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neverthought
That's really useful feedback, Psycho_Mom, thank you. The first therapist my daughter saw used CBT, the second one was DBT, but on reflection it was way too early and she was not ready to be responsive. I will look again at DBT but more importantly, I will try to be much more patient and see if we can start with some smaller steps forward.
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sunnyday
I think there are two kinds of DBT.  There is DBT-adherent and DBT informed.  I think the DBT-adherent is evidence-based.  There are four comprehensive components to be adherent DBT.  I think the last component is "therapy for the DBT therapist" because many DBT therapists handle very difficult situations around the clock.  The DBT therapist has a weekly meeting with other DBT therapists to help them review, process and stay on track with DBT.  I don't think DBT-informed has all the components and the therapist may have less training.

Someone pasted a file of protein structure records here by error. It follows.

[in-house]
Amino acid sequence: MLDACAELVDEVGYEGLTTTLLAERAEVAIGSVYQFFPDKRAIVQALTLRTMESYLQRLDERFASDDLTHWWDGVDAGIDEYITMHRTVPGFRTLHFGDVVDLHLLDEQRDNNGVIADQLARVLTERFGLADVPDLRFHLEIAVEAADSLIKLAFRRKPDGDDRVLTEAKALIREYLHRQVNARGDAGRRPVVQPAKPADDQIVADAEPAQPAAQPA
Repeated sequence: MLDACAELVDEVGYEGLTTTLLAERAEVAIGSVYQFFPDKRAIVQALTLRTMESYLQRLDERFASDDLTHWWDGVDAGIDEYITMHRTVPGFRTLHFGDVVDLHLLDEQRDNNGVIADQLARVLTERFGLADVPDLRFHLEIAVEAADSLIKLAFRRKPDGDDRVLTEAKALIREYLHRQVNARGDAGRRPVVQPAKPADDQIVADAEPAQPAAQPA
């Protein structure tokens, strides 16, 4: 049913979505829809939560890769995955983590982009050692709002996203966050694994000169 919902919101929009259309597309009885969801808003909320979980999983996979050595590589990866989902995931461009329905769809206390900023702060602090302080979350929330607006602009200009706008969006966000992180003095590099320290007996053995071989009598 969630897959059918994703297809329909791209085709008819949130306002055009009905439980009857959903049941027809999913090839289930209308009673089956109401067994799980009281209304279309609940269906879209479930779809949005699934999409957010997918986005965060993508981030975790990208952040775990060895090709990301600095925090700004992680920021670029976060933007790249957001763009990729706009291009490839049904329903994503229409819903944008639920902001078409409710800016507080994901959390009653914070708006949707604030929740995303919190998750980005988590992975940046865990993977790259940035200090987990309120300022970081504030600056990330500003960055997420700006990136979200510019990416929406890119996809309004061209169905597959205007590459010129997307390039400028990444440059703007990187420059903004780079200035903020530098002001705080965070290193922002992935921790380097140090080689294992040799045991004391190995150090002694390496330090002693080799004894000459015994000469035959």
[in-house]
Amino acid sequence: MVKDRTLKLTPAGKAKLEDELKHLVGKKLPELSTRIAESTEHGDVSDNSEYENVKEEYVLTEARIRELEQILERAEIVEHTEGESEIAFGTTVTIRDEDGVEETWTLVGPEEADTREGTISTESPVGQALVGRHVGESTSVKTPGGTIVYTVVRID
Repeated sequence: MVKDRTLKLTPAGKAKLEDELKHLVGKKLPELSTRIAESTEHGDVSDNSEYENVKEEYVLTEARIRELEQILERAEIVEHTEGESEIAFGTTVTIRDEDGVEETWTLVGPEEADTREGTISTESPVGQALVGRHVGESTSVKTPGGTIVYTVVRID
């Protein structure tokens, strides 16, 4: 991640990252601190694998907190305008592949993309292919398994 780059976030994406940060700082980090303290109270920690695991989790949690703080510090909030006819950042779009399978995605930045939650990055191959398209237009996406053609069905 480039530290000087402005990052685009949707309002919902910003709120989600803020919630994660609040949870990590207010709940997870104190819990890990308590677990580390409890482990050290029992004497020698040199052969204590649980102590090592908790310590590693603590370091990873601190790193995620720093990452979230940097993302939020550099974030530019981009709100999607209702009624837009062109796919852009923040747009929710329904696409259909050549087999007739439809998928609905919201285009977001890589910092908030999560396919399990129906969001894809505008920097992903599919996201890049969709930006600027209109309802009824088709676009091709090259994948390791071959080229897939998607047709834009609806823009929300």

Hope this helps....[smile]
Daughter diagnosed 2010 (9th grade) with AN/Binge/Purge.  D. had brewing ED thoughts as early as 4th grade. Constant battle with ED from 2010-present.  Co-morbid anxiety & depression & suicidal thoughts & self-harm.  Most recently in intense DBT/ED program outpatient . Weight restored but not happy about it.
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hopefulmama